Glass sizes on mould?

Question about Glass size on a slumping Mold

I am trying to slump glass, and wanted to ask about the glass size on a mold. Should it be smaller than the mold when you cut it?

I have just only really started working with glass recently. Your work is really inspiring, and your techniques and tips really helpful, but also makes me see how little I can do at the moment.

thank you, Joanne

Milly’s answer:

Yes, good question. Cut the glass just a little bit – 2-3mm – smaller than the mould. If you were to cut it bigger than the mould, it would fold over the mould in the slumping process, giving your bowl (or whatever) a lip. This could be OK, but not if you can’t separate the glass from the mold.

Let me know if I haven’t made it clear – words are quite difficult for explaining sometimes.

Thanks for your enthusiasm about my work, it’s always really nice to hear. Great to know that someone’s finding my website helpful, too!

Good luck with your projects.


Slumping Mold Mix

I want to make a glass slumping mold. Could you please recommend a mold mix for me to purchase. Or if I should mix my own what materials do I use and of what proportion. Should I drill small holes in the cavity to let the air escape as the glass slumps? If I let it dry for a couple weeks would the mold be ok to use without a firing to dry? I ask this because I dont have my own kiln yet and will be charged per firing.Thank you so much for your help.  Keith

Milly’s reply:
Hi Keith, thanks for your interesting question. I always mix my own – that way I can make it a bit runnier if I have some very delicate marks to pick up. You can find the recipe – and other tips – here on my Glass Mold Making Instructions page.

Small drilled holes are a good idea to prevent the glass misshaping or bubbling up in the firing. Drill them at the lowest point of any ‘dips’ in your mould. I use an old-fashioned hand drill, as molds can be a bit delicate – but you might be handier with an electric drill than me!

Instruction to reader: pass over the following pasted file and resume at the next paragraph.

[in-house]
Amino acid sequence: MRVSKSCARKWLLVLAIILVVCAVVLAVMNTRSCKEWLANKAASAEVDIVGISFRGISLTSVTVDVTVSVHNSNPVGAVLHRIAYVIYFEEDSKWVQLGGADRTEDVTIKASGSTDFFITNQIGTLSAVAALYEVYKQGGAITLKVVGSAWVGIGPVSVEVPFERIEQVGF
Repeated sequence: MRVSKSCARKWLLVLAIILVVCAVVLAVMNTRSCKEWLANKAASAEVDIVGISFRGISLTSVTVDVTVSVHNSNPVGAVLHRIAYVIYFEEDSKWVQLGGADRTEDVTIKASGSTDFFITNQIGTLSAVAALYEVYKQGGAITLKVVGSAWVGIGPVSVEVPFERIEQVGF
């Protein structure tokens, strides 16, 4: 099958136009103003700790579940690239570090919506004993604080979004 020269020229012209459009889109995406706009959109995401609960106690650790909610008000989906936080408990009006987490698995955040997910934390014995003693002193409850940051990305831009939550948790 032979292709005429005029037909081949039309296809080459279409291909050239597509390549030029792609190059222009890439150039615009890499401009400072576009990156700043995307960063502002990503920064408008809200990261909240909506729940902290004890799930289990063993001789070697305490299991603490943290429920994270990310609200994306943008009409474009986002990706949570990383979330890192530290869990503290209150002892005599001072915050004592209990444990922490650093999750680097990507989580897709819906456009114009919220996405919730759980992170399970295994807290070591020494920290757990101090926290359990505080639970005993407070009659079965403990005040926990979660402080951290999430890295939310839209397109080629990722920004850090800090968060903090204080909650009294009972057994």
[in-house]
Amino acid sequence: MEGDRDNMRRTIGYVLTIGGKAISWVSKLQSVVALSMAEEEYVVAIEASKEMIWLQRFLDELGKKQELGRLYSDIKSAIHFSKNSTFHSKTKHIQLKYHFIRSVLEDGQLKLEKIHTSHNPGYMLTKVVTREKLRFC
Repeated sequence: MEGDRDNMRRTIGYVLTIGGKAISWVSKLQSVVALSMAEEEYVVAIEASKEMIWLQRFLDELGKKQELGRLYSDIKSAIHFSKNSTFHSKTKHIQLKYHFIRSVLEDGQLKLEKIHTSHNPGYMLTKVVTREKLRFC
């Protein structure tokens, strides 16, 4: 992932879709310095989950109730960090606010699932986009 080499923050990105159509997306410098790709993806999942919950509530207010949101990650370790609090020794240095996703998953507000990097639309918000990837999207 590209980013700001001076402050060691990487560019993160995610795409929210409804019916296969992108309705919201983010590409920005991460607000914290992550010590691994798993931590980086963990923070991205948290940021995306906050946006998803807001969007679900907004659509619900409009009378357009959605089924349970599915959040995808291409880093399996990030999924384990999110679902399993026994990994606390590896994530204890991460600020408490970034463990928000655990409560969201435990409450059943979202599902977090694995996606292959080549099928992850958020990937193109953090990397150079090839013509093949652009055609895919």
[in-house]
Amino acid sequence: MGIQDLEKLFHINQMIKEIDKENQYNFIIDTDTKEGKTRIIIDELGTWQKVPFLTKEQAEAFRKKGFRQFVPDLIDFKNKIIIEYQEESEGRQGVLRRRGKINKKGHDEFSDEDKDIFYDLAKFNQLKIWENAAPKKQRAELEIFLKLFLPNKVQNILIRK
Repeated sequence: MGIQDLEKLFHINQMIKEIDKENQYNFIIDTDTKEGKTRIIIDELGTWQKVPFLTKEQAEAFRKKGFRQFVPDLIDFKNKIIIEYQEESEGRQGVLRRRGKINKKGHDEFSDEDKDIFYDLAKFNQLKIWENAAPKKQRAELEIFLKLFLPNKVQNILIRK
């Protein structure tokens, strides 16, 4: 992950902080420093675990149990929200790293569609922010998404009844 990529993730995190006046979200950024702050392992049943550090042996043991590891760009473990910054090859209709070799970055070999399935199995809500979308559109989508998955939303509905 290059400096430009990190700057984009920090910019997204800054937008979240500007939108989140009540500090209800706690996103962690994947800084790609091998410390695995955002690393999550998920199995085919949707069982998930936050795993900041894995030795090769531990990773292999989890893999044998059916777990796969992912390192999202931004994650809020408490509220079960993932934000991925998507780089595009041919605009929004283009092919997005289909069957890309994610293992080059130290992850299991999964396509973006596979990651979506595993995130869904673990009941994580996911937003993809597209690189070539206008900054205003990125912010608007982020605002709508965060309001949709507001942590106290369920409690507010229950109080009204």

Yes, twChriso weeks should be fine for letting the slumping mold dry out and preventing an additional firing.

Hope your glass slumps to perfection!


Materials for Mould Making

Where would I find the type of flint needed to make slumping moulds? I am new at this and would like to learn the technique so my students can attempt the process in my sculpture class. I am right in understanding that using plain plaster would not work? I believe that I can use regular clay – what cone is best?

Thanks for your help.Chris

Milly’s reply: Your students are going to have fun! I buy all my materials for glass mould making from a pottery supplier – flint, grog and plaster.

You could just use plaster on its own, but the mold won’t be very strong and is likely to crack at the temperatures needed for slumping. The flint and grog strengthen the molds. You could risk it though, if it’s more about process than finished result; they should last for one firing.

You’re right about using regular clay – I use the cheapest available. If you’re biscuit firing it, don’t forget to brush batt wash on it after the clay is fired and before firing the glass. It works as a separator, otherwise the glass will stick to the mould.

Cones – you need numbers 14,15 or 16, depending on what your top temperature is (14=1540F/138C, 15=1479F/805C, 16=1458F/792C). Have a look at this Cone Firing answer for information on how to use them.

Good luck Chris, hope that helps. Let me know how your students get on?


4 thoughts on “Glass sizes on mould?”

      • If the glass is not cut to accommodate the extra area because of the curves, will the design stretch when the piece is slumped?

        Thanks so very much!

        • The curves in moulds are usually subtle so you won’t see the ‘stretch’. If you took a piece with a steep up and down curve it would stretch over, yes. And be weak!


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